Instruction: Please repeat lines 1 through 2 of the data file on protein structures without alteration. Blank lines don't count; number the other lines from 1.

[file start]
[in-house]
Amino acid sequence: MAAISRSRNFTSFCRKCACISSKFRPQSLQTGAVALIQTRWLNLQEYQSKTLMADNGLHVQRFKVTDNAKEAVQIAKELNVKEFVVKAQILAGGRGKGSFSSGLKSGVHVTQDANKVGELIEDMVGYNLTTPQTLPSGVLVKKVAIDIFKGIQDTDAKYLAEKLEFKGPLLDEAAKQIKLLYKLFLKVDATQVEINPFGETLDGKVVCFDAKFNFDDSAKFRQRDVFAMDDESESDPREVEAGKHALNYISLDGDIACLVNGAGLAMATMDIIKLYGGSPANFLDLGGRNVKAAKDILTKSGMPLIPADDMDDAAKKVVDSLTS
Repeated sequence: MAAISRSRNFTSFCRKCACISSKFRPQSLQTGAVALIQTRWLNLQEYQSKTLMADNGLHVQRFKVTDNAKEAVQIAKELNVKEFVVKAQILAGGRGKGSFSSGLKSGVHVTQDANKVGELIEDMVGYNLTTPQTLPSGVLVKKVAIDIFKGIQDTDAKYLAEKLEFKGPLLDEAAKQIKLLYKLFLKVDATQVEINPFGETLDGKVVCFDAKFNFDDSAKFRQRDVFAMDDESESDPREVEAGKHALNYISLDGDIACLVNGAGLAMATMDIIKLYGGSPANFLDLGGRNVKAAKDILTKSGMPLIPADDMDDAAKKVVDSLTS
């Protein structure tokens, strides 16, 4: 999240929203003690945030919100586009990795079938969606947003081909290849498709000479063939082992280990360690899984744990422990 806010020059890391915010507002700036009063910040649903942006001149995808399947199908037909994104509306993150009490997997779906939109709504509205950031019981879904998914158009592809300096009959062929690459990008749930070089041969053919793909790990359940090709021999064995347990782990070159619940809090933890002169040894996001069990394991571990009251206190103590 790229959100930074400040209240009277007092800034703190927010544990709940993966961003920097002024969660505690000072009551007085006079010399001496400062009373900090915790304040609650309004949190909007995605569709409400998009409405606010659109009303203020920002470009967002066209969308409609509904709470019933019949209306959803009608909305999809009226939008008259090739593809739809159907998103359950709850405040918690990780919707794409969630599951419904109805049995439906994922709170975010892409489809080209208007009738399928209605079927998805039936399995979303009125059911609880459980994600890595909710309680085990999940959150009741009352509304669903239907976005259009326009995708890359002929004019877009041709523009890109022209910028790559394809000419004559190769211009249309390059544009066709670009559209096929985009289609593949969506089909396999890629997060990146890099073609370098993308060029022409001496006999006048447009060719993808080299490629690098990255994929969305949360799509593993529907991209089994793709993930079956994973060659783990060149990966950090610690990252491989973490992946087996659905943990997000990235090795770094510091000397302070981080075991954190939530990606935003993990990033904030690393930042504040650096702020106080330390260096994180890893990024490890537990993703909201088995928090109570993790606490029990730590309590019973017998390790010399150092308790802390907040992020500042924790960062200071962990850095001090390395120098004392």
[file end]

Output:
[in-house]
Amino acid sequence: MAAISRSRNFTSFCRKCACISSKFRPQSLQTGAVALIQTRWLNLQEYQSKTLMADNGLHVQRFKVTDNAKEAVQIAKELNVKEFVVKAQILAGGRGKGSFSSGLKSGVHVTQDANKVGELIEDMVGYNLTTPQTLPSGVLVKKVAIDIFKGIQDTDAKYLAEKLEFKGPLLDEAAKQIKLLYKLFLKVDATQVEINPFGETLDGKVVCFDAKFNFDDSAKFRQRDVFAMDDESESDPREVEAGKHALNYISLDGDIACLVNGAGLAMATMDIIKLYGGSPANFLDLGGRNVKAAKDILTKSGMPLIPADDMDDAAKKVVDSLTS